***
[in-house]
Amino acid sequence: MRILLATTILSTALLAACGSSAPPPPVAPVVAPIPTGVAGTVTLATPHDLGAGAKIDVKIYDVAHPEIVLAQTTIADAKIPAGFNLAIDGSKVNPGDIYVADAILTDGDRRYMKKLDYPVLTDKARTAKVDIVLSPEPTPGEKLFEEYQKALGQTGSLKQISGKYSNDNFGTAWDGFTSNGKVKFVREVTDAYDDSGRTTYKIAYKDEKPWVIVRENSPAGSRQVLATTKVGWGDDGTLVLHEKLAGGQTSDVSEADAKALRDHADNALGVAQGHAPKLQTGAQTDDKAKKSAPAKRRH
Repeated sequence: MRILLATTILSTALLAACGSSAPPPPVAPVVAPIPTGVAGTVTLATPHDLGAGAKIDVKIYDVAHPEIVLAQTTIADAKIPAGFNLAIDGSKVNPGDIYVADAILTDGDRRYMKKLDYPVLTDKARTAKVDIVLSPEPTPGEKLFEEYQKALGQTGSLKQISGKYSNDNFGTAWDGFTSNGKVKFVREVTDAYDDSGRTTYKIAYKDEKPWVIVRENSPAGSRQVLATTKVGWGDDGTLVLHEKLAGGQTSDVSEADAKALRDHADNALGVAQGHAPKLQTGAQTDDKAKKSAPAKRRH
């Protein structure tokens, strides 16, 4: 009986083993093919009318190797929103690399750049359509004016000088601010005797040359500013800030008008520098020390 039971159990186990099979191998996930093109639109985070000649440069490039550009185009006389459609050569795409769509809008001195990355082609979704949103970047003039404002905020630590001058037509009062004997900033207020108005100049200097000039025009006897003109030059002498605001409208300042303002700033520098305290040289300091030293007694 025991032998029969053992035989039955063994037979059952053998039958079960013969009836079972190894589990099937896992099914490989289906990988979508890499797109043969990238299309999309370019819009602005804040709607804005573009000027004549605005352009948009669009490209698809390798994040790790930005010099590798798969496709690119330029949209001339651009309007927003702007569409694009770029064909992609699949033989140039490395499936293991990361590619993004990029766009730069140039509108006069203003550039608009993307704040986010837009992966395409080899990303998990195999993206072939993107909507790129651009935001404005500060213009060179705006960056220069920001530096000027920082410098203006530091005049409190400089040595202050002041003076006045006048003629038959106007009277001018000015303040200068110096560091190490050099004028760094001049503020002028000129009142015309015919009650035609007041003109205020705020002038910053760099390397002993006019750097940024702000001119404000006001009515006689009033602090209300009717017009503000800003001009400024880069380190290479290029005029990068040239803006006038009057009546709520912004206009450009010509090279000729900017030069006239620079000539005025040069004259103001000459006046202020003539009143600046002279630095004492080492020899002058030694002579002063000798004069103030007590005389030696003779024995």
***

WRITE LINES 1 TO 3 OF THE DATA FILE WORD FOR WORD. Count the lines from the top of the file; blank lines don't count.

[in-house]
Amino acid sequence: MRILLATTILSTALLAACGSSAPPPPVAPVVAPIPTGVAGTVTLATPHDLGAGAKIDVKIYDVAHPEIVLAQTTIADAKIPAGFNLAIDGSKVNPGDIYVADAILTDGDRRYMKKLDYPVLTDKARTAKVDIVLSPEPTPGEKLFEEYQKALGQTGSLKQISGKYSNDNFGTAWDGFTSNGKVKFVREVTDAYDDSGRTTYKIAYKDEKPWVIVRENSPAGSRQVLATTKVGWGDDGTLVLHEKLAGGQTSDVSEADAKALRDHADNALGVAQGHAPKLQTGAQTDDKAKKSAPAKRRH
Repeated sequence: MRILLATTILSTALLAACGSSAPPPPVAPVVAPIPTGVAGTVTLATPHDLGAGAKIDVKIYDVAHPEIVLAQTTIADAKIPAGFNLAIDGSKVNPGDIYVADAILTDGDRRYMKKLDYPVLTDKARTAKVDIVLSPEPTPGEKLFEEYQKALGQTGSLKQISGKYSNDNFGTAWDGFTSNGKVKFVREVTDAYDDSGRTTYKIAYKDEKPWVIVRENSPAGSRQVLATTKVGWGDDGTLVLHEKLAGGQTSDVSEADAKALRDHADNALGVAQGHAPKLQTGAQTDDKAKKSAPAKRRH